Driving the 2021 Toyota Tacoma TRD Pro in the Snow Is Fun, But Terrifying
When it comes to trucks, there’s almost no better choice than the 2021 Toyota Tacoma TRD Pro if you want a pick-up that can traverse almost any terrain and will outlast almost any other truck on the road. During the time that I spent with it as a press fleet loaner, I was fortunate enough to drive it on dry pavement, a dirt road, and even some snow. All of which it did great on and it was even a little fun, but when it came to the white, slippery stuff, things got a little scary.
The Toyota Tacoma TRD Pro is fun in the snow
As you can imagine, when you have an off-road worthy truck that’s also equipped with a manual transmission and a decent amount of torque, there’s potential for a lot of fun when the snow hits the ground. You can accelerate out of turns hard and giggle to yourself as the truck steps out a little and if you find a nice open parking lot, then you can make it twirl around in circles.
That’s all in good fun when the weather is clear and the snow on the ground is from the night before. However, when the snow starts to fall again at night time and you have to drive through it when coming home from your friend’s house, that’s a different story.
The Toyota Tacoma TRD can be scary in the snow
You would think that an amazing truck like the Toyota Tacoma TRD Pro would impossibly charge through any type of snowfall and make quick work of the white pavement as it cleanly drives through the night. And you would be correct, that is, unless you count on “driver error.” After all, this purpose-built truck can handle anything like a lion in a jungle, but when you put a driver behind the wheel that’s not used to driving it through snow, it’s about as courageous as a church mouse.
My personal story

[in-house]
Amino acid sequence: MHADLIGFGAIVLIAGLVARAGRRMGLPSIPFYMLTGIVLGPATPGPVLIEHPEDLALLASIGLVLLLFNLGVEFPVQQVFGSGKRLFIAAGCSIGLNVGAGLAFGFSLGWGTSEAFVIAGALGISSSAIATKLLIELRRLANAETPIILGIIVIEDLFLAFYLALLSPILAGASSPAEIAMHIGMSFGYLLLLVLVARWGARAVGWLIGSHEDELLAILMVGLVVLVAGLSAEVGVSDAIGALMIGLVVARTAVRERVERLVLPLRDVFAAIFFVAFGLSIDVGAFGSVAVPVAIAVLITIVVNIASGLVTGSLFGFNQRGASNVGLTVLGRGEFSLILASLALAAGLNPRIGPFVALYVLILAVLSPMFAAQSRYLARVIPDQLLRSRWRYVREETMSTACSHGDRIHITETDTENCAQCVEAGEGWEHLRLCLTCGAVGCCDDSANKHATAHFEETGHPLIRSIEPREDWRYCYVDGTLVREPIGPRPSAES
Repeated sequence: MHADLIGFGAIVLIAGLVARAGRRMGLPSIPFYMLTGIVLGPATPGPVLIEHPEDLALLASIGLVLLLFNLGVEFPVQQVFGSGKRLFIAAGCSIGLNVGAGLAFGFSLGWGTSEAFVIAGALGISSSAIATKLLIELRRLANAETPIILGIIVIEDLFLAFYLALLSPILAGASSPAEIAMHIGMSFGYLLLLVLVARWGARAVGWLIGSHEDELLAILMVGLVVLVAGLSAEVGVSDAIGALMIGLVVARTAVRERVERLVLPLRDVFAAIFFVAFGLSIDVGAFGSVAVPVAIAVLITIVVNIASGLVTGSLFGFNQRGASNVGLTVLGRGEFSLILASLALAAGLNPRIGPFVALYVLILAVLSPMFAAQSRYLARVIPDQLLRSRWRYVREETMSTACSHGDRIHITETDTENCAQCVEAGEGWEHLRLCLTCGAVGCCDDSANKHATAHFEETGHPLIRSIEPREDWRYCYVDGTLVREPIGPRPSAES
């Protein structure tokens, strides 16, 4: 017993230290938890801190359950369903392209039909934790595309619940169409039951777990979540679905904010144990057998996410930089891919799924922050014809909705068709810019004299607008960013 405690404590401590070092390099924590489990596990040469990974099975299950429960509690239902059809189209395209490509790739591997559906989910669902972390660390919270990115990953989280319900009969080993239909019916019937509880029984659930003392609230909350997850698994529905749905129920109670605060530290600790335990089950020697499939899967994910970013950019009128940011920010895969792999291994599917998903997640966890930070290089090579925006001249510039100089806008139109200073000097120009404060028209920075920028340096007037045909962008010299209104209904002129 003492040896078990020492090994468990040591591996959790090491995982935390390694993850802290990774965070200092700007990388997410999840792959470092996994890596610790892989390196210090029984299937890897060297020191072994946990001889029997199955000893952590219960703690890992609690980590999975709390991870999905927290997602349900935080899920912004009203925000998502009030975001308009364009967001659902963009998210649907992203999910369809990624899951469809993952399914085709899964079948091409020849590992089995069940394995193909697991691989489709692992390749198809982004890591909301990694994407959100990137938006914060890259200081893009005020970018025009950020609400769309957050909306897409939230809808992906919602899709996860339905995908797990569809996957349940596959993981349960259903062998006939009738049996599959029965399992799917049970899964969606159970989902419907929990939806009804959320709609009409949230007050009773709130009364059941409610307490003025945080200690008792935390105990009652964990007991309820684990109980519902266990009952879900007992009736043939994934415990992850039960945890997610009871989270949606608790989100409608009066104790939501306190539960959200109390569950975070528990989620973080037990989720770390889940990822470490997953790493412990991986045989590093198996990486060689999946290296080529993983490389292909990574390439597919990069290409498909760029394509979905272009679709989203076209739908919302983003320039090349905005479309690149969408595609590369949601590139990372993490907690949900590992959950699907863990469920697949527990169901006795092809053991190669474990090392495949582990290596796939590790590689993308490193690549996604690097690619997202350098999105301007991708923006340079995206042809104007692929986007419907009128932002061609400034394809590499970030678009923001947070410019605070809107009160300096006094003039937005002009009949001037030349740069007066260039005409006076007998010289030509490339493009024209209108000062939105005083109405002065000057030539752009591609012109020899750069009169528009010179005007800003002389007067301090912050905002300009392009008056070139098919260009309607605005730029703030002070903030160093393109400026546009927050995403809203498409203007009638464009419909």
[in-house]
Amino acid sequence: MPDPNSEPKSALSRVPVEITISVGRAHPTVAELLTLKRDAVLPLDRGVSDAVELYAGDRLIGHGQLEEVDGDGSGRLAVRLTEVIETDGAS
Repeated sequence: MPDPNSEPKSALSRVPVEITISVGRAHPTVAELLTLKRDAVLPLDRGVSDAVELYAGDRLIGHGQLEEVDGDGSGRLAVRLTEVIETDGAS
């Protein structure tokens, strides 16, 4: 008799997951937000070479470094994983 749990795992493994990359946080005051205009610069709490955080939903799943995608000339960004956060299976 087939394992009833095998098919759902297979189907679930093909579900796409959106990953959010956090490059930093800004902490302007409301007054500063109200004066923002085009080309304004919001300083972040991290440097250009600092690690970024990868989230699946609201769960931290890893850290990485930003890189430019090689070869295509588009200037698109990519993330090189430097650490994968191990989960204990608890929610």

As the story goes, I was driving home from a friend’s house late at night and it was snowing. Since I was driving the Tacoma TRD Pro, I figured, “This is nothing, I’ve driven through worse in my Subaru Forester.” And to my credit, all was going well as the heavy truck plowed through the street with no issues until it was time to stop. I hit the brakes to prepare for an upcoming right turn that was marked off by a right turn lane and a small island.
But apparently, the snow isn’t kind to those who brake hard and suddenly, and even worse, it doesn’t care if you’re in a $47,000 truck that can handle anything. If your vehicle doesn’t have traction, you’re not going to stop. And that’s what happened, I hit the brakes and the truck went sliding toward the traffic light pole.
Fortunately, I turned the wheel to the right and feathered the throttle and the Tacoma somehow rotated around the turn and missed the pole altogether. But then when I recovered and hit the gas again, the rear wheels stepped out and I corrected it by steering in the opposite direction. “Man, this thing is heavy! But why do I feel so unconfident while driving it right now?” I wondered.
The Tacoma has more than one drive mode
Right when that thought went through my head, I looked down on the dash and noticed a knob with three different “modes” on it. One said “2WD” and the others said “4H” and “4L.” If you know trucks, you know what that means. “OK, I’m a bonehead. I’ve been driving a rear-wheel-drive truck this whole time!” was my next thought.
I turned the knob to “four high” and was off without a hitch. If anything, the truck felt completely “normal” and trudged through the fresh snow with reckless abandon and got me safely to my destination. Needless to say, the Toyota Tacoma TRD Pro is indeed an amazing truck, and it’s fun to play with in the snow. Just don’t be like me and remember how to use it when the road gets slippery. After all, it’s not a fool-proof Subaru.